Cases of foreigners coming to Beijing and establishing themselves to do the same thing as Xavier has these seven years are few. Many come to study, Beijing Opera in particular, but they soon go back to their countries. There is only one foreigner, and his is a very special case: Ghaffar Pourazar, a British citizen of Iranian origin, who came to study Beijing Opera and established himself in the city, and he is still working as any other Chinese traditional theatre player; even more so, he is an important figure at some of the main Beijing Opera companies in China.

In general, in Beijing, we find some English speaking directors, having fun (or money) with some theatrical productions for expatriates or Classical Western plays for Chinese people; there are very few cases of other languages or nationalities; but nobody, absolutely, like Xavier Froment.

Xavier is living his life in Beijing and earns his money by doing theatre and selling his productions to anyone who wants to pay for them. His company, 三枝橘制作 Théâtre des trois oranges, produces, since 2003, plays by Chinese as well as by French writers, but all in Chinese and addressed to Chinese public. The company has a group of actors coming from different Chinese acting schools but most of them educated in what is called "Huaju" or Spoken Theatre, Western Theatre. Every production is usually performed between 4 and 5 times for season, as is common in China.

At the beginning of September I received Xavier's invitation for the premier of "小王子" "Le Petit Prince". Being one of the most universally known French texts the simple idea of listening to it in Chinese was kind of morbid. It was also the first time I could observe Xavier's work, so my curiosity had some professional level.

The Little Prince was adapted (remember that it is a short novel) to theatre as a monologue, so no evident characters are displayed on stage and the whole group of dialogues is played by one actor alone, Gen Shaoye. That singularity of the performance made it more difficult for me to get a total comprehension of the text. I decided then to listen to the rhythm and to the musicality we all remember well of Saint-Exupéry's words, but that idea brought another problem: the Chinese language has a special musicality, its 4 different tones give it its own immanent music, so no simile with French pronunciation at all... I'd rather not talk more about what I listened to there and leave it to your own experience listening to the video.

The image of the spectacle, in contrast, fluctuated between gray and colourful moments, between light and shadows; at some moments I saw mythic dreams on stage: one big elastic piece of cloth worked like that famous coat Saint-Exupéry drew for his main character, but it also was the snake's body, and worked as the sky on Earth itself. Those images are now in my memory and I think they will be there for long time.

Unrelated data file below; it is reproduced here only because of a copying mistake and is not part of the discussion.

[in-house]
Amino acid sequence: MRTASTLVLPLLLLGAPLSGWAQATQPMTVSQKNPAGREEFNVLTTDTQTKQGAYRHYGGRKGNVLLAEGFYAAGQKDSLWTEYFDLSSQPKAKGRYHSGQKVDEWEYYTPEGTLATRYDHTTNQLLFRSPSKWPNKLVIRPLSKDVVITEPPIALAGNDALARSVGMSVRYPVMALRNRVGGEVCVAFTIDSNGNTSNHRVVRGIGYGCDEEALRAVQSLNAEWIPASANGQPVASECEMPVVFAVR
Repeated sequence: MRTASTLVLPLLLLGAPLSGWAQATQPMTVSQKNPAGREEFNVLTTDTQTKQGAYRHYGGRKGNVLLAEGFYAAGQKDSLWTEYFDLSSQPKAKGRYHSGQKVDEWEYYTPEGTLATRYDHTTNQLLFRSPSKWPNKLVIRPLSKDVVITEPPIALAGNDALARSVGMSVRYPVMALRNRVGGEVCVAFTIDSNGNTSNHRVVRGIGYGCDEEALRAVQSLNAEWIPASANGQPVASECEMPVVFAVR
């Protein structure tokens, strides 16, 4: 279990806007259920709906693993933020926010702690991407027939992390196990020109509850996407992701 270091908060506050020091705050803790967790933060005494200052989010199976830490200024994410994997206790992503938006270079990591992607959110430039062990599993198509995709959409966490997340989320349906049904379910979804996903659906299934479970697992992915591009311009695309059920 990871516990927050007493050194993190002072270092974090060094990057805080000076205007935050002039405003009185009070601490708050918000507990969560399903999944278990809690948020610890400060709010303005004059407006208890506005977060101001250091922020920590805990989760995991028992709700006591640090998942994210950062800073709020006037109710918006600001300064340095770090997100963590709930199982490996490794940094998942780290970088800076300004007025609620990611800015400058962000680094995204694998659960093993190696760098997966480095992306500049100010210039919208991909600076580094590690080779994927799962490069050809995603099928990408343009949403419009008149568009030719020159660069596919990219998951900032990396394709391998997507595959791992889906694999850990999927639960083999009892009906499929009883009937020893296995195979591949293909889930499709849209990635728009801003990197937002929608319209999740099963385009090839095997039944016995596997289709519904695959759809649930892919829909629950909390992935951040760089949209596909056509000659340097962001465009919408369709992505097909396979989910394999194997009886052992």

Théâtre des Trois Oranges is working on a new production (for the end of October, 2008); they invited me again and this time I will have the opportunity of seeing some rehearsals also, so I hope my comprehension after the premier will be a little bit more extensive.

Sunday, October 12, 2008

"The Roses of Heliogabalus" and inspiration through painting.

“The Roses of Heliogabalus” (1)

Let me paint flowers and men, some death and joy.
No! Let me listen to soft music and write about it.

I also want to see my naked eyes, without colours,
without eyelashes that float and envelop me;
I want to see men running to save themselves, and then... to sleep.

Let me feel a smile for what they say about you,
and see those flowers that they say you let drop from heaven.

I want to see your painters and poets,
I want to listen to those narrators that don’t know how to sing.

I want to see kerchiefs and roses!

...millions of roses falling.

Let me see your flowers, your men and your stories,
and so I can inspire myself on death and the past.

Let me see your painting coloured in shades of red,
and of pink and violet,
then lick your dirty hands,
then lick your mind too,

... is that possible?

I have eyes no more, don’t be afraid,
I will only be able to hear your sketching,
I will only feel your breath while painting.

I want to write some more, but my hands become tense!

Without you,
... I walk like a handicap on the passage to the mythical world.

So let me stay here, since I don’t harm,
I only want to see what I cannot see without you


About half a year ago the modern art museum of Beijing hosted an exhibition of the collection of Pérez Simón: “Masterpieces of the 19th Century European Paintings at the Pérez Simón Collection”. It was the first time I was going to look at, with some awareness, some of the originals of the most famous paintings by the so called pre-raphaelites and classical victorian artists. Tales, novels, simple stories and myths, cinema itself, legends from old Europe, all of them gathering before me as images. The experience of the exhibition became a feast of figures, colours and textures, and I was overwhelmed by the beauty and finesse of the paintings and the stories flowing from them.

Walking along the exhibition I remembered some words my teacher, a writer as well as a painter, once said to me about those victorian painters: that they were immensely famous in their time and Oscar Wilde (who was an art critic as well) dedicated whole pages to them, but once the impressionists made their appearance, they all disappeared from the map. I didn’t know what to think, I love impressionists and I simply could not compare; what I saw now, in those forgotten artists of the 19th century, was completely different; I was discovering a new world, a world that inspired me to action, theatrical action.